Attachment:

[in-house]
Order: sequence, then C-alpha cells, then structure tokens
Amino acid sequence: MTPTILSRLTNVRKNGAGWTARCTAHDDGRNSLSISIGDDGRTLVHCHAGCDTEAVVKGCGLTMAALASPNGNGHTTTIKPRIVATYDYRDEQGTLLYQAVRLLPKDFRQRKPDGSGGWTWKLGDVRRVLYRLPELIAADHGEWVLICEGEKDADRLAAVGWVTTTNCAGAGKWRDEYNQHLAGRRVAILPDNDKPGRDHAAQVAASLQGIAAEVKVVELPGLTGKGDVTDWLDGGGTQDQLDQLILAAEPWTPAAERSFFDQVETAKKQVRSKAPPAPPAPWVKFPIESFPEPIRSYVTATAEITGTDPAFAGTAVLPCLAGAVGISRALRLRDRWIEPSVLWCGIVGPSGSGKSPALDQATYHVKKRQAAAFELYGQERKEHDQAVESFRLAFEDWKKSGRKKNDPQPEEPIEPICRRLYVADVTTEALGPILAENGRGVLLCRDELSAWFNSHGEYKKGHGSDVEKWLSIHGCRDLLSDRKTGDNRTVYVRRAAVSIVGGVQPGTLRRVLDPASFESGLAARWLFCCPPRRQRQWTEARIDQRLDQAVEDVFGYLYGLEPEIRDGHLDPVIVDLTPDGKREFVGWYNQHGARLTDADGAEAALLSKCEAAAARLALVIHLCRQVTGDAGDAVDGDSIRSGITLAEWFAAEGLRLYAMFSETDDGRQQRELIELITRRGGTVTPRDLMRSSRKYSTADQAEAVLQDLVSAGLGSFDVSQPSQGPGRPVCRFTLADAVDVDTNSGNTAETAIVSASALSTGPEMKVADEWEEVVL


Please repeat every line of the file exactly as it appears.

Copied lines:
[in-house]
Order: sequence, then C-alpha cells, then structure tokens
Amino acid sequence: MTPTILSRLTNVRKNGAGWTARCTAHDDGRNSLSISIGDDGRTLVHCHAGCDTEAVVKGCGLTMAALASPNGNGHTTTIKPRIVATYDYRDEQGTLLYQAVRLLPKDFRQRKPDGSGGWTWKLGDVRRVLYRLPELIAADHGEWVLICEGEKDADRLAAVGWVTTTNCAGAGKWRDEYNQHLAGRRVAILPDNDKPGRDHAAQVAASLQGIAAEVKVVELPGLTGKGDVTDWLDGGGTQDQLDQLILAAEPWTPAAERSFFDQVETAKKQVRSKAPPAPPAPWVKFPIESFPEPIRSYVTATAEITGTDPAFAGTAVLPCLAGAVGISRALRLRDRWIEPSVLWCGIVGPSGSGKSPALDQATYHVKKRQAAAFELYGQERKEHDQAVESFRLAFEDWKKSGRKKNDPQPEEPIEPICRRLYVADVTTEALGPILAENGRGVLLCRDELSAWFNSHGEYKKGHGSDVEKWLSIHGCRDLLSDRKTGDNRTVYVRRAAVSIVGGVQPGTLRRVLDPASFESGLAARWLFCCPPRRQRQWTEARIDQRLDQAVEDVFGYLYGLEPEIRDGHLDPVIVDLTPDGKREFVGWYNQHGARLTDADGAEAALLSKCEAAAARLALVIHLCRQVTGDAGDAVDGDSIRSGITLAEWFAAEGLRLYAMFSETDDGRQQRELIELITRRGGTVTPRDLMRSSRKYSTADQAEAVLQDLVSAGLGSFDVSQPSQGPGRPVCRFTLADAVDVDTNSGNTAETAIVSASALSTGPEMKVADEWEEVVL